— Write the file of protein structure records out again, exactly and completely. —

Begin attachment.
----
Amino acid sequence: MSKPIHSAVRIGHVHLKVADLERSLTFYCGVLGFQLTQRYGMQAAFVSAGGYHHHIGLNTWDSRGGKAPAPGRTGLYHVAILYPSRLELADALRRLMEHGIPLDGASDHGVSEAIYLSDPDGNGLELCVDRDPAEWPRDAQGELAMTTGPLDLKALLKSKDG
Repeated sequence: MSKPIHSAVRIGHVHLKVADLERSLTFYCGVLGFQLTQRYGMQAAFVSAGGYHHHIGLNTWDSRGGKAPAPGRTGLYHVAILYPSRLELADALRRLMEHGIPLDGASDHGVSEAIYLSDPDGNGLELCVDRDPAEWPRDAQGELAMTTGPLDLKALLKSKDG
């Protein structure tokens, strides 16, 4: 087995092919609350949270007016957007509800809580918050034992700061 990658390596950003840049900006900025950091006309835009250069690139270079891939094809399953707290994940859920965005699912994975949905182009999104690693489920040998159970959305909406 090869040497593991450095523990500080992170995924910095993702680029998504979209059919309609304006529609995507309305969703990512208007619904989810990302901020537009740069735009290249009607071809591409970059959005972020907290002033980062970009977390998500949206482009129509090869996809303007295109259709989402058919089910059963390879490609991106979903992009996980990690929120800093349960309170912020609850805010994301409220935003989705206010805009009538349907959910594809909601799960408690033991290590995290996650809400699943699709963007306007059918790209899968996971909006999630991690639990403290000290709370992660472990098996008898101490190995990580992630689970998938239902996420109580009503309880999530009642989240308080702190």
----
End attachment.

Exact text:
Amino acid sequence: MSKPIHSAVRIGHVHLKVADLERSLTFYCGVLGFQLTQRYGMQAAFVSAGGYHHHIGLNTWDSRGGKAPAPGRTGLYHVAILYPSRLELADALRRLMEHGIPLDGASDHGVSEAIYLSDPDGNGLELCVDRDPAEWPRDAQGELAMTTGPLDLKALLKSKDG
Repeated sequence: MSKPIHSAVRIGHVHLKVADLERSLTFYCGVLGFQLTQRYGMQAAFVSAGGYHHHIGLNTWDSRGGKAPAPGRTGLYHVAILYPSRLELADALRRLMEHGIPLDGASDHGVSEAIYLSDPDGNGLELCVDRDPAEWPRDAQGELAMTTGPLDLKALLKSKDG
């Protein structure tokens, strides 16, 4: 087995092919609350949270007016957007509800809580918050034992700061 990658390596950003840049900006900025950091006309835009250069690139270079891939094809399953707290994940859920965005699912994975949905182009999104690693489920040998159970959305909406 090869040497593991450095523990500080992170995924910095993702680029998504979209059919309609304006529609995507309305969703990512208007619904989810990302901020537009740069735009290249009607071809591409970059959005972020907290002033980062970009977390998500949206482009129509090869996809303007295109259709989402058919089910059963390879490609991106979903992009996980990690929120800093349960309170912020609850805010994301409220935003989705206010805009009538349907959910594809909601799960408690033991290590995290996650809400699943699709963007306007059918790209899968996971909006999630991690639990403290000290709370992660472990098996008898101490190995990580992630689970998938239902996420109580009503309880999530009642989240308080702190």